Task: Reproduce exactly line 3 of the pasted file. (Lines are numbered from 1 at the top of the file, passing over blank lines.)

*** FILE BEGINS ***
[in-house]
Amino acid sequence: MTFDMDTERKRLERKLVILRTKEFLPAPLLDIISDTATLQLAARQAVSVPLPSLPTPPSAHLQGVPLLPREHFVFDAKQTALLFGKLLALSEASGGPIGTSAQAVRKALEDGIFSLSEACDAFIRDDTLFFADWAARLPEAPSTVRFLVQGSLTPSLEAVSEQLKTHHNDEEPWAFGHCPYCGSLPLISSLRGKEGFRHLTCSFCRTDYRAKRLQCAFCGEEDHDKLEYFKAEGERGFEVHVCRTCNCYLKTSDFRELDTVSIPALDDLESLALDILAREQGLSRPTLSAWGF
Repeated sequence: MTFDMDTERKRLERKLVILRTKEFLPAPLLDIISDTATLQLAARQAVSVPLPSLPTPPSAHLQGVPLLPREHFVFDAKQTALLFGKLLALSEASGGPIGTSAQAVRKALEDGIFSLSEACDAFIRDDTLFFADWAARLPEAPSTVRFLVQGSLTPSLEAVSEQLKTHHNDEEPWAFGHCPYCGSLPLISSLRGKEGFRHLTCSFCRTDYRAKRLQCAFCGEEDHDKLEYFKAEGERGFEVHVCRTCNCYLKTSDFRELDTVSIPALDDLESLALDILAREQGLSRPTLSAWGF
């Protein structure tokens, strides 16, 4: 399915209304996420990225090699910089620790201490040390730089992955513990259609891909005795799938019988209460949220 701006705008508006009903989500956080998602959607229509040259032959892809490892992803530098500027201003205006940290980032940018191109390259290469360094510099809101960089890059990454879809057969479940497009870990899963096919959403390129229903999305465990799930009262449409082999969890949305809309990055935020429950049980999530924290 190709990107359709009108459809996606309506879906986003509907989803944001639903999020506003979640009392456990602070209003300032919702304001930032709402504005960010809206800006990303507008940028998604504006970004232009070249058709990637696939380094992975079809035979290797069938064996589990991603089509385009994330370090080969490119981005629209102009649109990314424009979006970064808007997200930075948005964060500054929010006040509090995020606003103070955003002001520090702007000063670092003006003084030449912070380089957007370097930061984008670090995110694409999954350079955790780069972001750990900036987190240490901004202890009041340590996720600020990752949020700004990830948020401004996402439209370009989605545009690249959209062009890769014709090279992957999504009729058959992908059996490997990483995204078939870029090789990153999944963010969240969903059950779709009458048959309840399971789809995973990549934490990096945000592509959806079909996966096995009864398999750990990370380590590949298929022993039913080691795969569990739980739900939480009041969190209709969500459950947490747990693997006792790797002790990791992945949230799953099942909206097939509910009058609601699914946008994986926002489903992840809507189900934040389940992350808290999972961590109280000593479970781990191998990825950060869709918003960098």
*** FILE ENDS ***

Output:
Repeated sequence: MTFDMDTERKRLERKLVILRTKEFLPAPLLDIISDTATLQLAARQAVSVPLPSLPTPPSAHLQGVPLLPREHFVFDAKQTALLFGKLLALSEASGGPIGTSAQAVRKALEDGIFSLSEACDAFIRDDTLFFADWAARLPEAPSTVRFLVQGSLTPSLEAVSEQLKTHHNDEEPWAFGHCPYCGSLPLISSLRGKEGFRHLTCSFCRTDYRAKRLQCAFCGEEDHDKLEYFKAEGERGFEVHVCRTCNCYLKTSDFRELDTVSIPALDDLESLALDILAREQGLSRPTLSAWGF